Original Research

How Effective Is Group Cognitive Behavioral Therapy to Treat PTSD?

Author and Disclosure Information



The 4 other studies contribute substantively to this synthesis but arguably represent lower evidence quality. A large longitudinal study of 496 Australian veterans reported a large effect size that was sustained 9 months after treatment began.10 These researchers used an intensive outpatient program that included medication and other treatment modalities as the basis for GCBT delivery. They reported that the majority of the patients revealed improvement in PTSD symptoms.

Another study sampled a similar group of 10 combat veterans but focused particular attention on sleep-related PTSD symptoms of insomnia, nightmares, and sleep quality.11 Although these researchers were unable to report a significant difference in overall PTSD symptoms for the 8 subjects who completed the protocol, they did find a large effect size on insomnia severity and a medium effect size on sleep quality. Regular treatment, including medication, continued throughout this study.

Other researchers reported a medium effect size on PTSD symptoms while using GCBT in a heterogeneous group with various anxiety disorders, including obsessive compulsive disorder, generalized anxiety disorder, social phobia, panic disorders, and PTSD.12 Although reporting similar results as all other included studies, this study has some significant limitations, including a 26% dropout rate among the 152 participants. The final study included for synthesis reported a remarkable 67% elimination of the PTSD diagnosis among 6 motor vehicle accident survivors in the small, uncontrolled study.13 Concomitant treatments, including medications, were not reported in detail for these 4 studies except as mentioned.

As a whole, the 6 studies revealed some appreciable commonalities. Time since diagnosis did not seem to influence the results. Attrition was consistently found to be similar to other PTSD treatments. The reported session topics were loosely based on common CBT tenets (ie, education, challenging cognitions, and relaxation techniques) and were typically similar among treatment groups, including the use of homework.


As the diagnosis of PTSD increases to unfamiliar levels, GCBT has the potential to be helpful to clinicians and patients seeking alternatives to their current treatments.1,4,14 The reported results imply that GCBT can be useful in PTSD symptom reduction. This could be particularly useful to VA and military providers or rural providers operating with limited resources.

Treatment protocols are not well established and should be approached with care prior to the establishment of CBT treatment groups for those diagnosed with PTSD. Session overviews and descriptions, such as those mentioned in Thompson and colleagues, could provide a reference point for future use.13

Also worth considering, CBT can be an ambiguous term requiring deliberate definition within treatment protocols. As noted in the VA and DoD CPG, exposure- and trauma-focused treatment designs can be efficacious, but these elements do not seem to be required within the GCBT treatment setting.

The current research also suggests GCBT efficacy regardless of the index trauma. This does not suggest that heterogeneous groups were frequently studied nor can conclusions be drawn regarding heterogeneous treatment groups. Elements such as group size and session length are inconsistently reported and require specific consideration as well. There is a distinct lack of research directly comparing individual CBT with GCBT directly, which prohibits meaningful conclusions regarding PTSD symptom reduction. This research gap may well have influenced the recommendations within the VA and DoD CPG. Although some higher quality studies exist, many of the published reports on GCBT have noteworthy design flaw, such as inadequate controls and statistical analysis.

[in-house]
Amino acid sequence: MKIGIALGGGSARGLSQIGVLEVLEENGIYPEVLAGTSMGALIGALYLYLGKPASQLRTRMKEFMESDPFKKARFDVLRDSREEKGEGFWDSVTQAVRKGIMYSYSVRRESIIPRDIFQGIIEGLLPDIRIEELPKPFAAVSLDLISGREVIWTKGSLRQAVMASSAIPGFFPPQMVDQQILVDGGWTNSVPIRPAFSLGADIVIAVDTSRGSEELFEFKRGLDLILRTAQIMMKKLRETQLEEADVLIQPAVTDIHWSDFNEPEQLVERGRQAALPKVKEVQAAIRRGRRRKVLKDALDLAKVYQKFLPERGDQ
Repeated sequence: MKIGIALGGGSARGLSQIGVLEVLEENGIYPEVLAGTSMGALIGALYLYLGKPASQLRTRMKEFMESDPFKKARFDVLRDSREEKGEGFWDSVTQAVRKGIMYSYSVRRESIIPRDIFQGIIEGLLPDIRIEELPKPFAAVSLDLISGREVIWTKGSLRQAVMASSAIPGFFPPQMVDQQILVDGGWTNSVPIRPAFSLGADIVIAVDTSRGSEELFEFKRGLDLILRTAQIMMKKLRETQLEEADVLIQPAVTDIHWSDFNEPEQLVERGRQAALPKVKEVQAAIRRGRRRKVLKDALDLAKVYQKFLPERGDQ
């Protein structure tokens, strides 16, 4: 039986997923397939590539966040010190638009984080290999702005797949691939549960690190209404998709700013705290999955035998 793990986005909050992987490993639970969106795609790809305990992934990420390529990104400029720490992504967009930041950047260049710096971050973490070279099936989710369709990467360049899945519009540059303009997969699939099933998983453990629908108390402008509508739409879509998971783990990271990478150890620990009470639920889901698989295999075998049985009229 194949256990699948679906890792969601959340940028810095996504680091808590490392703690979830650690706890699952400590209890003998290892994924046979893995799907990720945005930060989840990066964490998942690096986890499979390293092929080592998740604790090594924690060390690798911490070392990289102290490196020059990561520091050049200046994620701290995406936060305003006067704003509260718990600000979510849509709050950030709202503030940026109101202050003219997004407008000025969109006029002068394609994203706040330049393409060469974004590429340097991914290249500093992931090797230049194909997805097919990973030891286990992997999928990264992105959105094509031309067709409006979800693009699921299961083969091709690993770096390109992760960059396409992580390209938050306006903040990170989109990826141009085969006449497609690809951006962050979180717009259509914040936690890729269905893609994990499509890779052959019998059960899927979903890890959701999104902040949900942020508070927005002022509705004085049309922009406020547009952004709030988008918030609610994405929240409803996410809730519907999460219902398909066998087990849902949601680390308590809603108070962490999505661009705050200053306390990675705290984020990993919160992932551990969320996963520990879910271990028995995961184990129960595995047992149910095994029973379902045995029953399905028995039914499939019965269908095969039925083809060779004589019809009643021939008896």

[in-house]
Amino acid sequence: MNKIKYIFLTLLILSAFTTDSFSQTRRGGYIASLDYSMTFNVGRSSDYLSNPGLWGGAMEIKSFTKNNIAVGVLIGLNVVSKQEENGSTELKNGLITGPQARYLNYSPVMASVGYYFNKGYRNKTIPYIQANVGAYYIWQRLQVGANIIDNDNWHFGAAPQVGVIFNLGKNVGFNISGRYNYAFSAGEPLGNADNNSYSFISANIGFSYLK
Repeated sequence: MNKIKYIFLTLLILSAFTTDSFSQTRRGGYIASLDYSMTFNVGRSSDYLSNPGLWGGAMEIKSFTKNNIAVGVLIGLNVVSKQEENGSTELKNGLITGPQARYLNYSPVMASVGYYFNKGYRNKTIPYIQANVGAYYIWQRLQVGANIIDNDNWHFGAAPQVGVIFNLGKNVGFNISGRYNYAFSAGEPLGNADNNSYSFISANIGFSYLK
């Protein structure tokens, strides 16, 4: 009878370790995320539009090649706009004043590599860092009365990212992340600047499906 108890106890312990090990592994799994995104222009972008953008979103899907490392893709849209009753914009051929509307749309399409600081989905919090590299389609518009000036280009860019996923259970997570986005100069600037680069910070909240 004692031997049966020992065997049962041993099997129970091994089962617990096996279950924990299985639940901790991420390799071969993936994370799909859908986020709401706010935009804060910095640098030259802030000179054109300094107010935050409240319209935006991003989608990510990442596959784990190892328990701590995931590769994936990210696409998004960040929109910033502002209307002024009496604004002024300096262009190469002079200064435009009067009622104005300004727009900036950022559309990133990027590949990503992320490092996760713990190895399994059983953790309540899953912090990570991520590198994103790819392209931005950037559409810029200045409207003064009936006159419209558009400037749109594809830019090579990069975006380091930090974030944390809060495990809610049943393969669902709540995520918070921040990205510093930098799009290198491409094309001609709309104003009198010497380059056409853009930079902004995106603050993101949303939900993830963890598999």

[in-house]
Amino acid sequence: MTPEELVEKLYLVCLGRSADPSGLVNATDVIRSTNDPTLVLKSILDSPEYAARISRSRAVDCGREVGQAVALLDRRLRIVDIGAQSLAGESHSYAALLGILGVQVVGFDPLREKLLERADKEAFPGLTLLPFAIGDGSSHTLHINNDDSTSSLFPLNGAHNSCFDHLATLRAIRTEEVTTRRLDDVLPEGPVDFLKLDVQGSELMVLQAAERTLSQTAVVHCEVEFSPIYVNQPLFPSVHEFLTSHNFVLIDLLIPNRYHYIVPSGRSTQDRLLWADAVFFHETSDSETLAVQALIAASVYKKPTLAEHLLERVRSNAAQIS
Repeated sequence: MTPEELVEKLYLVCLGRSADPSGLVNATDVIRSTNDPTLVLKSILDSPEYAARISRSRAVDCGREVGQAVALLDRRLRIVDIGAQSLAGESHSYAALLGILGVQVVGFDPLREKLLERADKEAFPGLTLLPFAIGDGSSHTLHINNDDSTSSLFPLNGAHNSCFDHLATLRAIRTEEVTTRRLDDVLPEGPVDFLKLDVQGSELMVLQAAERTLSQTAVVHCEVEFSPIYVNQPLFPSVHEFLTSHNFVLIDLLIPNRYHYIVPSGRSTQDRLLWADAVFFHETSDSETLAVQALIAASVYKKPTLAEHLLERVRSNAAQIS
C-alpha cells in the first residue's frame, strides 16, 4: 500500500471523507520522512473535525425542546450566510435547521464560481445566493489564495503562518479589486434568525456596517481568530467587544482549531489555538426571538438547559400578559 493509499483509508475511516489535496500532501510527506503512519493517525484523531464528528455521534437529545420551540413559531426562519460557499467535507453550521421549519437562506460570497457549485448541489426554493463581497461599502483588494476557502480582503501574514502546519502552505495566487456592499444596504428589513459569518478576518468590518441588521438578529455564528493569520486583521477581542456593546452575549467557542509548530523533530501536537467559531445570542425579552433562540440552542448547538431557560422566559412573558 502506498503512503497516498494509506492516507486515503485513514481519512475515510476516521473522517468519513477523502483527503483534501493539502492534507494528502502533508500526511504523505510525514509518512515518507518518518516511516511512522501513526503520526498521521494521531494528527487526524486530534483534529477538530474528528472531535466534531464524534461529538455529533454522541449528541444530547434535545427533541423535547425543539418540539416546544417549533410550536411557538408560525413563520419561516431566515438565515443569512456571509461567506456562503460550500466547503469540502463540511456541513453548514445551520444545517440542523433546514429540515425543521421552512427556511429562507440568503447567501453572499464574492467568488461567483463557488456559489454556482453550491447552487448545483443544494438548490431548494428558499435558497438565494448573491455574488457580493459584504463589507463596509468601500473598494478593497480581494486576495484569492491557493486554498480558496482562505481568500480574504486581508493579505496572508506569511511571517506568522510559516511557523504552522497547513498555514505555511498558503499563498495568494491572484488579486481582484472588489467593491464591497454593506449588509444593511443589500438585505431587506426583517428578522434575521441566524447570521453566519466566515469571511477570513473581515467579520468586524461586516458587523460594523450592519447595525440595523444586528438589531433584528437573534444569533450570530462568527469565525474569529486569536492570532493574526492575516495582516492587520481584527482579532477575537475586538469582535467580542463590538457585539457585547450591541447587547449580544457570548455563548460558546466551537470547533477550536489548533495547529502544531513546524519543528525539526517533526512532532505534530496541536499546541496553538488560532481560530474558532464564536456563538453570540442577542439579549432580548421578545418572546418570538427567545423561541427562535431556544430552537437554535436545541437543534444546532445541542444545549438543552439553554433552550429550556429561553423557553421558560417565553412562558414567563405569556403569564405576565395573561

There are some limitations to this literature synthesis. Although the search was limited to the past 5 years, the inclusion of reviews accounts for older evidence. As alluded to earlier, the lack of a standardized GCBT treatment protocol challenges results comparisons as well. The consequent treatment variations make direct interstudy comparison and synthesis difficult. Similarly, outcome measures varied between studies. Also, group psychotherapy is well established and accepted. Therefore, much of the supporting research was accomplished outside the parameters of this literature search. This empirical view of group psychotherapy among mental health providers may also contribute to the lack of available research.

It is also worth noting that studies finding neutral or negative results are often unpublished. This publication bias could account for the lack of available evidence. The research reports do not consistently report therapist qualifications; however, board certificates in group psychotherapy and CBT are undeniably variables available for debate. The inclusion of uncontrolled trials limits these findings as well. Although the above limitations are not exhaustive, they do provide necessary caveats to future generalizations.


Perhaps the most important information to gain from future research is that of treatment outcomes. Studies that include a detailed outcome evaluation could reveal patient satisfaction, efficacy, and financial considerations. In the presence of adequate supportive data, GCBT could contribute outcome data regarding trauma survivor symptom normalization, peer support formation, access to care, treatment efficiency, and health care resources utilization. As noted in Barrera and colleagues, future analysis will require a greater volume of trials with an overall increase in methodological rigor.8

Next Article:

Inspiring Americans

Related Articles